Is there any incentive to crack down on programmatic ad fraud?
"Everyone wants it to continue because they're making money." Why people don't want the ad fraud problem solved.
For nine months last year Gannett, publisher of USA TODAY and other news outlets, ran billions of ads in places that weren’t what the buyers wanted. Gannett and the buyers only found out about this after a March report in the Wall Street Journal. Earlier this week The Journal revealed that more than a dozen ad-tech companies failed to detect this, despite having all the information needed to do so.
We talked to cybersecurity and anti-ad fraud consultant Augustine Fou about this. He says the first instance was the result of a mistake. The second was intentional.
What happened at Gannett and why do you think it wasn’t intentional?
What happened was that the USA TODAY domain names were declared local. The reason I say it was a mistake and not deliberate is that the domains were misdeclared in both directions. If this were malicious, where the publisher is trying to make more money, they would always declare the local news sites to be the national one, not the other way around.
The bigger issue is that none of the fraud detection companies called it. None of the exchanges caught it and stopped it, and no advertiser agencies knew it happened right until the Wall Street Journal article hit.
Why is that more important?
A real publisher like New York Times, Wall Street Journal, USA TODAY, they have humans that go visit the site. OK? If you have a fake site, like fakesite123.com, no human would have ever heard about it and there’s no humans visiting that site. So how does that site have a ton of traffic and therefore can sell a bunch of ad impressions? Basically the fake site would use fake traffic, It uses a bot that basically is a browser that causes the page to load. When that happens then all the ads get called. So that’s what the advertisers are paying for. But the ads are not being seen by humans. That’s why we call it fraud.
But that’s not what happened here.
Right, this happens on fake sites, not necessarily on USA TODAY or quality journals. But the point is these fraud detection companies, it’s their job to detect the bots and detect other problems, like a fake site claiming to be a real one.. You know if the bad guys have fakes like 123.com, they’re not going to put their own domain in the bid request. They’re going to say they’re USA TODAY or whoever. They’re going to say this is my domain and the advertiser will submit their bids.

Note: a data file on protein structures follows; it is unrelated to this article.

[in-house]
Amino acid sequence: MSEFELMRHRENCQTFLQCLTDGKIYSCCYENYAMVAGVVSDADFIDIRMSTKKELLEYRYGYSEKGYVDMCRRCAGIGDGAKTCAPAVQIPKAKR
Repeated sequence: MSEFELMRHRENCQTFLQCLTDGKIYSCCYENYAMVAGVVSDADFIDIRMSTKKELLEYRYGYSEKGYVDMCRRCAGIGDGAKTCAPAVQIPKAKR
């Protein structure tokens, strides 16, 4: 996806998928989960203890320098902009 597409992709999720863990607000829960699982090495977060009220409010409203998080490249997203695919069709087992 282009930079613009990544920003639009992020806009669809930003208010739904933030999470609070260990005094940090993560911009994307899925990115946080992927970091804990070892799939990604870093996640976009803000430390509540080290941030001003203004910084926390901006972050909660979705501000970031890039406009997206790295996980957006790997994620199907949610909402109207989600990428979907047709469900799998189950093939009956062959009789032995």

But the point is they didn’t catch any of the Gannett stuff. This is a legitimate publisher that made a mistake. So if they can’t catch that, how in the heck are they going to catch the cases where the bad guy deliberately misdeclared the domain?.
Why don’t they catch that?
And they didn’t detect it because they weren’t looking for the right thing.
Why aren’t they looking for the right thing?
I build fraud detection technology. I have a developer to actually code, I don’t code it myself, but I’ve been tuning the algorithm for the past ten years myself. So I can tell you that what happened, it’s no fault of their engineers,. They live in the code. They would not have accounted for these scenarios [like page fraud]. Maybe their code is tuned for looking for bot traffic and not this is stuff that occurs on the page itself. [A situation] where they should have run the code to detect the page, where it came from and then compared it to the domain that was passed in the bid request. So they may simply not have known to do that because they’re coders, they’re not ad tech people. They don’t understand how ad tech works and they don’t understand what constitutes fraud or not. So it’s hard for them to proactively catch any of this stuff.
Most of their work is reactive, like, oh, there’s been this huge botnet, huge amount of fraud that’s so obvious. For example, I’ll tell you something that came up yesterday. Twenty-eight million clicks were delivered on the same day to a particular publisher. OK, how is that possible. It didn’t even pass a gut check. Once they see that kind of stuff, then they go back and figure out what their detection missed, and then they try to catch up. It’s really like the arms race. Bad guys are always ahead and on occasion they mess up and we see something that we missed and then we try to update our algorithms. So, that’s why they’re missing a lot of this stuff. They simply didn’t even know to look for it.